Similar colonial laws are actively being used to suppress peaceful protest in a number of former colonies, such as Kenya, Pakistan, and Hong Kong, amongst others. There are significant differences between the realities for activists in the global south as opposed to the global north, where white western activists can safely and securely protest without threats to their lives. While Greta is a huge inspiration to us all, it’s important that we think about why voices like hers, or the other white activists standing alongside her, are louder. Why do others, who could also resonate with millions, get lost in the media echochamber?

Bringing about change

How do we go about centering these voices? We must start by elevating the voices of young environmental activists in the global south. Here are some necessary steps to forefront young global south voices in the climate movement:

  1. Recognise the contributions of young people from diverse backgrounds by actively carving out spaces for underrepresented groups, and providing the platforms and resources for them to organise. This could involve actively projecting examples of young leaders from underrepresented communities to help empower other marginalised voices.
  2. Facilitate meaningful participation of young global south voices at decision making levels. Participation needs to go beyond ‘note taking’ or observing; young people must be able to speak, ask questions, and contribute. Everyone has a responsibility to advocate for youth participation in decision making, and ensure that these opportunities are accessible to young people from all kinds of backgrounds.
  3. Identify structural barriers and act to eliminate them – think about whose voice is not at the table and why. Create mechanisms which will allow underrepresented voices to  be heard and supported, via a greater emphasis on the inclusion of young global south voices in dialogues, panels, committees, working groups and at executive levels. Create more gender/racial/LGBTI+ inclusive structures, for a diverse representation of voices, and ensure that their work, time and participation is valued.
  4. Adopt an intersectional approach and recognise that this strengthens movements. Organisations need to acknowledge and actively take into account that diversity is complex, and issues and oppressions are not ‘one’, but feed into each other. Better understanding of how multiple oppressions intersect can serve to develop common objectives, to work more inclusively, and ensure no one gets left behind.
  5. Reflect on our own contexts and organisations. Young people are often talked about as ‘the future’—future policy makers, future leaders etc., but this narrative fails to acknowledge that young people are also the present. We need to start thinking about how  young people have shaped and enhanced agendas in our own contexts –  or not. What are the current pathways to include young people from underrepresented backgrounds, how can they be revived and strengthened (or meaningfully created)?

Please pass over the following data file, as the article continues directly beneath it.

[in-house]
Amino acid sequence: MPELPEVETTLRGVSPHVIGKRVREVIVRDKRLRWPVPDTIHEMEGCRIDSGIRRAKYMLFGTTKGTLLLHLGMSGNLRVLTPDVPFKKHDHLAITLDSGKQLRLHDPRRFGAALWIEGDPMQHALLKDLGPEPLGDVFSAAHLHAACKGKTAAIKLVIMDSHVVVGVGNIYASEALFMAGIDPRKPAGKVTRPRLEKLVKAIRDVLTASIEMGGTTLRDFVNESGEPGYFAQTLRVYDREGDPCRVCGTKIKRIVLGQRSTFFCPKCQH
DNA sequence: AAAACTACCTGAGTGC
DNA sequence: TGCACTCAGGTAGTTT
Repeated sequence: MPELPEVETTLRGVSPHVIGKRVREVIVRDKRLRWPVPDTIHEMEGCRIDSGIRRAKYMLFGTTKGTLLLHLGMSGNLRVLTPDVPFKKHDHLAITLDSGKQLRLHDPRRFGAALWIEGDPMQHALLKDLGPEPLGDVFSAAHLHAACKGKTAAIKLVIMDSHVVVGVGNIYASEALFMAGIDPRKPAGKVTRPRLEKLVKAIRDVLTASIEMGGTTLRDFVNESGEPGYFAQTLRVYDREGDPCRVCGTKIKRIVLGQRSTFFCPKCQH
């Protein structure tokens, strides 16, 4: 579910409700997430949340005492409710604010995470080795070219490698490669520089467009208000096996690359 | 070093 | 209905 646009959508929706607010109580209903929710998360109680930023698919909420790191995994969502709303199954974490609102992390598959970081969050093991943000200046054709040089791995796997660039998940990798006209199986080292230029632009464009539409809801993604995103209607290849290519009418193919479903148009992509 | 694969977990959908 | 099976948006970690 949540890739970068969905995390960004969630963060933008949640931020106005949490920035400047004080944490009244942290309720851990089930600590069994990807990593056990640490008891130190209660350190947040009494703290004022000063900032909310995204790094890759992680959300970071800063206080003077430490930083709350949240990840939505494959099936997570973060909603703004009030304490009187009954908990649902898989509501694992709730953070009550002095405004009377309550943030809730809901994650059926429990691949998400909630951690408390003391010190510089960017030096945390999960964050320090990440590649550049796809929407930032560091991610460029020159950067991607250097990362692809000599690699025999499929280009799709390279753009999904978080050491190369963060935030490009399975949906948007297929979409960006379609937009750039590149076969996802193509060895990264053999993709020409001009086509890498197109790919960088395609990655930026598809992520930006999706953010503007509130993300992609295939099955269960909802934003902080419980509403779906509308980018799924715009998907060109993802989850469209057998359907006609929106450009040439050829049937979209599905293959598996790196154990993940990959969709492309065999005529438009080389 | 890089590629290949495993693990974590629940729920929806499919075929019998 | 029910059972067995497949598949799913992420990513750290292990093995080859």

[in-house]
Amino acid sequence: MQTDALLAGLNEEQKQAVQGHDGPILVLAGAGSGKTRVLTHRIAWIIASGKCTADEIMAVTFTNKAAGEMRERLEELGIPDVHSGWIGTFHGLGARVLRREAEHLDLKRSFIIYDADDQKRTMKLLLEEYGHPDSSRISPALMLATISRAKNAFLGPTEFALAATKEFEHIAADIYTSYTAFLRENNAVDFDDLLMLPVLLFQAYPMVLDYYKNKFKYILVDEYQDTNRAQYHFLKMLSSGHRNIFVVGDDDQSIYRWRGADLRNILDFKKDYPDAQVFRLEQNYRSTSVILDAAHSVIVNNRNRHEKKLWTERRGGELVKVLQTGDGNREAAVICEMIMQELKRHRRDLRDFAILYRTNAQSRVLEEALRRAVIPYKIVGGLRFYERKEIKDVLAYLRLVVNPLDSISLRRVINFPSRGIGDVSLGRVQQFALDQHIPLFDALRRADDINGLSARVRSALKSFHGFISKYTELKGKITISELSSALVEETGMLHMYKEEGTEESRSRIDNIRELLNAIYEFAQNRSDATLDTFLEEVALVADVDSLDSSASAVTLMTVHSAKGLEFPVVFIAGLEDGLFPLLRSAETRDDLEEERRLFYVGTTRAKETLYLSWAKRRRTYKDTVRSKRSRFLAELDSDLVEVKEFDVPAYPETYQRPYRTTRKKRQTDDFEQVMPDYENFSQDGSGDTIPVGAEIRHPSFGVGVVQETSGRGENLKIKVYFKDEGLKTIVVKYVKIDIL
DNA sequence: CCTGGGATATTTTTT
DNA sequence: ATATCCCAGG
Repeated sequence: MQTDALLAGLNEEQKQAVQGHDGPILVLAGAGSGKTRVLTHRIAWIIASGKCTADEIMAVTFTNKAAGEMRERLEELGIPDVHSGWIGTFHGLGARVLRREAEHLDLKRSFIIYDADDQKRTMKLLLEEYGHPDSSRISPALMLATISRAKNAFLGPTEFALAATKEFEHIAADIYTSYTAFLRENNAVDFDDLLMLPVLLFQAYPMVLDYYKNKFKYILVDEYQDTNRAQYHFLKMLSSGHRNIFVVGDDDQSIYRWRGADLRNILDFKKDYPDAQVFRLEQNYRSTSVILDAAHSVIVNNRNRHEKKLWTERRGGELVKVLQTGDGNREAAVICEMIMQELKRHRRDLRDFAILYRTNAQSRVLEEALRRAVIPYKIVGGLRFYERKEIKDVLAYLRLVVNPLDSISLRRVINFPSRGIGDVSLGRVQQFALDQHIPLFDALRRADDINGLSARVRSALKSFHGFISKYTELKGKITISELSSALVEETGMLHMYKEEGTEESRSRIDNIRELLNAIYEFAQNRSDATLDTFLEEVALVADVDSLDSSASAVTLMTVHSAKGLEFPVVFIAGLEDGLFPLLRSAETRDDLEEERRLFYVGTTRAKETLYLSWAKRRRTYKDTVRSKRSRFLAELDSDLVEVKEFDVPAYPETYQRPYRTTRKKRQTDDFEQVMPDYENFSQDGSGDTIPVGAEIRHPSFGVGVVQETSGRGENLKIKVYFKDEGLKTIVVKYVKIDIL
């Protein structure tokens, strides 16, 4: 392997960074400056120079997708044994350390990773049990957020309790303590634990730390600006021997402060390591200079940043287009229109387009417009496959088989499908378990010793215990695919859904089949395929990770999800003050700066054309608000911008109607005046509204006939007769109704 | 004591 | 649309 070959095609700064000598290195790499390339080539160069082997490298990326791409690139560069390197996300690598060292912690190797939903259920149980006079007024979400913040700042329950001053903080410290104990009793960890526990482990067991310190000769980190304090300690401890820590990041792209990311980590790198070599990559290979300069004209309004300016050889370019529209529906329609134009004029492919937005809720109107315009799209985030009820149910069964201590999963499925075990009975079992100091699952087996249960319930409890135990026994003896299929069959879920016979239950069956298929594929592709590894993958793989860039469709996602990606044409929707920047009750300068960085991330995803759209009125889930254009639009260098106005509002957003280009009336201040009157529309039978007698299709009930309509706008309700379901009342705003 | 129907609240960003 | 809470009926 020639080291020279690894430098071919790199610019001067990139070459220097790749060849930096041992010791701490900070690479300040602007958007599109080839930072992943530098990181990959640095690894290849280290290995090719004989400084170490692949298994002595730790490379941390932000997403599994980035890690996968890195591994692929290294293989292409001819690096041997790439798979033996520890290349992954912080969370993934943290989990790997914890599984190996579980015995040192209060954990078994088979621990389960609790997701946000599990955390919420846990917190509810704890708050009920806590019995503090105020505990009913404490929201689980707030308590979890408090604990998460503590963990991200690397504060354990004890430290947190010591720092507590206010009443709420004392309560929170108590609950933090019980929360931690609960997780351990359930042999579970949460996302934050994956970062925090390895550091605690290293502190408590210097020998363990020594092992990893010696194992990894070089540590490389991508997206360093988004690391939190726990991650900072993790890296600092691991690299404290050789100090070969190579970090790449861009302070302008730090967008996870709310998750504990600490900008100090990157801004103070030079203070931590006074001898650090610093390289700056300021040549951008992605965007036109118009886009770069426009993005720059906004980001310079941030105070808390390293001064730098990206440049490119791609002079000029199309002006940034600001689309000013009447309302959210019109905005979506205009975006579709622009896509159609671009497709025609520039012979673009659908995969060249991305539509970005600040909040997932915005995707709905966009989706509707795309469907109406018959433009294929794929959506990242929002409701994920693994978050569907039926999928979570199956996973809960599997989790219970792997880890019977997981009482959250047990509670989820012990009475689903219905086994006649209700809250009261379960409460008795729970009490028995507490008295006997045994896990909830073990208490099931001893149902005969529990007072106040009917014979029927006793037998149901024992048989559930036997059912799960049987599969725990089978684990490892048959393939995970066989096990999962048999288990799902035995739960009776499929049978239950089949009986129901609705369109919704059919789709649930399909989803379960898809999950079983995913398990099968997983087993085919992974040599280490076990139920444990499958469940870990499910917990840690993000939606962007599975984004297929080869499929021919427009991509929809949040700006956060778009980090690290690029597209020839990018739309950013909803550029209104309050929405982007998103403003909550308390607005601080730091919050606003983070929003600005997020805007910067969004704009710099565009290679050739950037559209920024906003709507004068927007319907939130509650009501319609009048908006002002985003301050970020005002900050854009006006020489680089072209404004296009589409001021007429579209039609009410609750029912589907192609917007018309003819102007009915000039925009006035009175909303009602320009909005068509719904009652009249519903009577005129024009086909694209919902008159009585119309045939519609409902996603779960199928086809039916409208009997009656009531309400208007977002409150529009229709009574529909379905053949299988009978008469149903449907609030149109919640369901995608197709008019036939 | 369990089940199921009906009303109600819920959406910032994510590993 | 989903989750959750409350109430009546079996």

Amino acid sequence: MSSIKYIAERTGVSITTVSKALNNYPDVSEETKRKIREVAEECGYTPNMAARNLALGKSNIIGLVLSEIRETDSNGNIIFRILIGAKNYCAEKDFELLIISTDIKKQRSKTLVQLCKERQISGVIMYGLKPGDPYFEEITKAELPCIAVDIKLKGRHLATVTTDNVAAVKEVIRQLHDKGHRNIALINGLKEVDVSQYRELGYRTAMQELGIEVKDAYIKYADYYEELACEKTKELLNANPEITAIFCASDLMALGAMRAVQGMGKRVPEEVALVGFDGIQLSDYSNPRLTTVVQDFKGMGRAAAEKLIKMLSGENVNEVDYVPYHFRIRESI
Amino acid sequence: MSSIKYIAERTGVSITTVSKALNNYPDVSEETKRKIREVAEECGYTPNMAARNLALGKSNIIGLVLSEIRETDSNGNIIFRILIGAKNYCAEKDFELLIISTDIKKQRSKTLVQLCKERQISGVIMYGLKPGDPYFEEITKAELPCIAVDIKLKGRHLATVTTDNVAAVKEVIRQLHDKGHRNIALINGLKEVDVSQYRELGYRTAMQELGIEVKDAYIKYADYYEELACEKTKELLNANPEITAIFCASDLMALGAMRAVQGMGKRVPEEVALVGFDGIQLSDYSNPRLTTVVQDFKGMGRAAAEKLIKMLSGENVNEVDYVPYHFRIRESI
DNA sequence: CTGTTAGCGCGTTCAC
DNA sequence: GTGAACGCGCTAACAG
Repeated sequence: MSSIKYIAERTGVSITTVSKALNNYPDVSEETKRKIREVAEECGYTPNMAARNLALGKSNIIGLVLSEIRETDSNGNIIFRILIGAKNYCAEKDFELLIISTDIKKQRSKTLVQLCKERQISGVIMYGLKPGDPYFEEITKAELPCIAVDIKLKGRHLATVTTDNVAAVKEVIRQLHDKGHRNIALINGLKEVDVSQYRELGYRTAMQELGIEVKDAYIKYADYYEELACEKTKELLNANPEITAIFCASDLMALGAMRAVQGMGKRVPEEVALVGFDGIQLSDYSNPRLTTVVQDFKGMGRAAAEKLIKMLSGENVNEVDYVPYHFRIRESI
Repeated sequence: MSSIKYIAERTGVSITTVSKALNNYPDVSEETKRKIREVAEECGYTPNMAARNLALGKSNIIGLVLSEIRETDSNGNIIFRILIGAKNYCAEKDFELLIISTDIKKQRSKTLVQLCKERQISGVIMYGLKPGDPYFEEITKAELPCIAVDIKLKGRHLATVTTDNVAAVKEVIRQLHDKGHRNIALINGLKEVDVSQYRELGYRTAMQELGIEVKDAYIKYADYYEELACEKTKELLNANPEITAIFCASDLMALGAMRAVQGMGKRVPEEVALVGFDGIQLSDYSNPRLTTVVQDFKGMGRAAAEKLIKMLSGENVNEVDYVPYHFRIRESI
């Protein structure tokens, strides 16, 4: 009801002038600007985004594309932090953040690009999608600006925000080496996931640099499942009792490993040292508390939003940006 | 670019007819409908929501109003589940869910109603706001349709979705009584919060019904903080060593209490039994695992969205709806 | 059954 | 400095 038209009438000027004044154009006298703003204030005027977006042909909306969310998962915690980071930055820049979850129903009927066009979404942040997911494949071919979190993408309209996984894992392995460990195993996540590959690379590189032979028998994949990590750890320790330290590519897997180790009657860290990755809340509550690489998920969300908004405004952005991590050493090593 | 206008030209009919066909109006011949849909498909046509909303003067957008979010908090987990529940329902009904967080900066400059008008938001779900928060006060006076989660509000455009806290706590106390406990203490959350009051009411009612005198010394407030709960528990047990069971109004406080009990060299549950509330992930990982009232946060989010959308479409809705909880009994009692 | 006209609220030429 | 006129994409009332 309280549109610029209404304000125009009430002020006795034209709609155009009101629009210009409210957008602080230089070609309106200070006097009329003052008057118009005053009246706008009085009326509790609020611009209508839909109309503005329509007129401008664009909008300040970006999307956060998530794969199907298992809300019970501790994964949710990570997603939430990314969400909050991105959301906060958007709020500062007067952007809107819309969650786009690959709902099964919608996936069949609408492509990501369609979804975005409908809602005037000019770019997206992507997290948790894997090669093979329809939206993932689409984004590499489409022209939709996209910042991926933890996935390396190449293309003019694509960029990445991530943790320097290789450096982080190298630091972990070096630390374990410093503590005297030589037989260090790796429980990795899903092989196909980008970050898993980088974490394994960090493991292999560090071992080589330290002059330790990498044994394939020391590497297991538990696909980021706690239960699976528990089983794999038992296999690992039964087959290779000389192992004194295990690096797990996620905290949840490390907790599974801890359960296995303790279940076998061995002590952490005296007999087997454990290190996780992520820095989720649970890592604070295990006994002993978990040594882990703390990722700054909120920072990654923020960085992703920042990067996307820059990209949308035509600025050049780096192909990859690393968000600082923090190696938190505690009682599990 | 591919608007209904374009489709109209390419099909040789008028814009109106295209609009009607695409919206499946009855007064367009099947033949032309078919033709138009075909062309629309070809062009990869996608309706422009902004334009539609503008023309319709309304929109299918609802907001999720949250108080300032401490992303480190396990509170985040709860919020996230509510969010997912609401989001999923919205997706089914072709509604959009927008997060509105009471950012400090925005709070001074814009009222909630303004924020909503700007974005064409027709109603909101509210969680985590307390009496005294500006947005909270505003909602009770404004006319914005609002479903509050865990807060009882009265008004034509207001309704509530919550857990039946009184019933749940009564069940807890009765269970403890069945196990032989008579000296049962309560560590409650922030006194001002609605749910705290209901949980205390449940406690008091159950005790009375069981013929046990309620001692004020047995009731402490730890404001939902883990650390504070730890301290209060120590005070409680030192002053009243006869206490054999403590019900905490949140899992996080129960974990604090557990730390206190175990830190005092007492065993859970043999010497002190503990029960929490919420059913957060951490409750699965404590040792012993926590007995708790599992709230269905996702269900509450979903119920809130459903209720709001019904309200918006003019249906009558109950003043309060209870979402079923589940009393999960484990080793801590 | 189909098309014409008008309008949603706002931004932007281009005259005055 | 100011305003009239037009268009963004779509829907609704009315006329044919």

These suggestions come directly from activists from green political youth organisations, who are working on setting up a young, transnational, global south-led climate justice network. This is not an exhaustive list, but rather, an opportunity to forefront the voices and viewpoints of those we do not regularly hear from, and to reflect upon the action we need to take. It is clear that the climate movement needs to address embedded inequalities, and work to amplify the voices of those who are most marginalised via affirmative action and redistributive policies. Young people should not have to pay the price for decisions made by others. If the transnational climate movement does not empower and include the young generations from the global south, our vision for a sustainable and socially just future will remain a distant aspiration, and we will continue to be dictated by old, extractivist and tokenising hierarchies.

With thanks and admiration to contributing young global south environmental activists: Ayah Abdouny (Lebanon), Anika Dorothy (Kenya), Jung Lin (Taiwan), Janmejai Tiwari (India), Fabiana Zanutti (Argentina), Rand El Zein (Lebanon).

 Alice Hubbard is a Policy Leader Fellow at the European University Institute in Florence, and currently sits on the Global Young Greens Oversight Committee. She has held elected roles as Secretary of Global Young Greens, and International Coordinator of the Green Party of England and Wales.

This article was previously published in Bright Green on 08 January 2021.